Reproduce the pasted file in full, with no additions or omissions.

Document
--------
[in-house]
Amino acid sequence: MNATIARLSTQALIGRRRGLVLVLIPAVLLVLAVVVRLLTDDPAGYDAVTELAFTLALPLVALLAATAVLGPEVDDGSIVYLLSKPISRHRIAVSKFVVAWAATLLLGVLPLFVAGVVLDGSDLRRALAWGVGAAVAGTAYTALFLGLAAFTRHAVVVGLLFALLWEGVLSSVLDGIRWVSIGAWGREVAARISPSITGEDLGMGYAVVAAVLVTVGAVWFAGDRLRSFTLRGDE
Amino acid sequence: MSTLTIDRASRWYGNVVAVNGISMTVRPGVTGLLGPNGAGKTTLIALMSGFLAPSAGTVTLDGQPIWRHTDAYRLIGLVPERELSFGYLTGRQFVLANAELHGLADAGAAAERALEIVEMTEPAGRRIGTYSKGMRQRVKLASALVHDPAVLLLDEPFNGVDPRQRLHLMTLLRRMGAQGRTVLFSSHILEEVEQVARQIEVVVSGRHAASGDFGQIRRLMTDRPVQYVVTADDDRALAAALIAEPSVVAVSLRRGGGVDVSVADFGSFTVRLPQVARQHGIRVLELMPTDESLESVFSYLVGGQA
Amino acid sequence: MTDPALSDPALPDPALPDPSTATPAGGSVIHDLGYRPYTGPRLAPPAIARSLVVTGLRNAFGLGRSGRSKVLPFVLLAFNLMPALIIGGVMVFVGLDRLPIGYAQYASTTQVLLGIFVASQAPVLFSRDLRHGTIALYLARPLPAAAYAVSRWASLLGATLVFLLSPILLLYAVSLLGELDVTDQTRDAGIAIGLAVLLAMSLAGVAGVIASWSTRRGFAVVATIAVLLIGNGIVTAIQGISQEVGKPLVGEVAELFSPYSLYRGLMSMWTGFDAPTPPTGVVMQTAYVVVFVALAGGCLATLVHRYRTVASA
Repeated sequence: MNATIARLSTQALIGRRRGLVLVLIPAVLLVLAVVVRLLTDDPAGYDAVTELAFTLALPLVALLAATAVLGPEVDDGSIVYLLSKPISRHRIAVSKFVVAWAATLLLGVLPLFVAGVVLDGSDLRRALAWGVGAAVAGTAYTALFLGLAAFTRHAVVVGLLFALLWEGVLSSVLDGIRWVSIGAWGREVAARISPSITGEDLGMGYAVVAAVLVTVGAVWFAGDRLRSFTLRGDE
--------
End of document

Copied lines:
[in-house]
Amino acid sequence: MNATIARLSTQALIGRRRGLVLVLIPAVLLVLAVVVRLLTDDPAGYDAVTELAFTLALPLVALLAATAVLGPEVDDGSIVYLLSKPISRHRIAVSKFVVAWAATLLLGVLPLFVAGVVLDGSDLRRALAWGVGAAVAGTAYTALFLGLAAFTRHAVVVGLLFALLWEGVLSSVLDGIRWVSIGAWGREVAARISPSITGEDLGMGYAVVAAVLVTVGAVWFAGDRLRSFTLRGDE
Amino acid sequence: MSTLTIDRASRWYGNVVAVNGISMTVRPGVTGLLGPNGAGKTTLIALMSGFLAPSAGTVTLDGQPIWRHTDAYRLIGLVPERELSFGYLTGRQFVLANAELHGLADAGAAAERALEIVEMTEPAGRRIGTYSKGMRQRVKLASALVHDPAVLLLDEPFNGVDPRQRLHLMTLLRRMGAQGRTVLFSSHILEEVEQVARQIEVVVSGRHAASGDFGQIRRLMTDRPVQYVVTADDDRALAAALIAEPSVVAVSLRRGGGVDVSVADFGSFTVRLPQVARQHGIRVLELMPTDESLESVFSYLVGGQA
Amino acid sequence: MTDPALSDPALPDPALPDPSTATPAGGSVIHDLGYRPYTGPRLAPPAIARSLVVTGLRNAFGLGRSGRSKVLPFVLLAFNLMPALIIGGVMVFVGLDRLPIGYAQYASTTQVLLGIFVASQAPVLFSRDLRHGTIALYLARPLPAAAYAVSRWASLLGATLVFLLSPILLLYAVSLLGELDVTDQTRDAGIAIGLAVLLAMSLAGVAGVIASWSTRRGFAVVATIAVLLIGNGIVTAIQGISQEVGKPLVGEVAELFSPYSLYRGLMSMWTGFDAPTPPTGVVMQTAYVVVFVALAGGCLATLVHRYRTVASA
Repeated sequence: MNATIARLSTQALIGRRRGLVLVLIPAVLLVLAVVVRLLTDDPAGYDAVTELAFTLALPLVALLAATAVLGPEVDDGSIVYLLSKPISRHRIAVSKFVVAWAATLLLGVLPLFVAGVVLDGSDLRRALAWGVGAAVAGTAYTALFLGLAAFTRHAVVVGLLFALLWEGVLSSVLDGIRWVSIGAWGREVAARISPSITGEDLGMGYAVVAAVLVTVGAVWFAGDRLRSFTLRGDE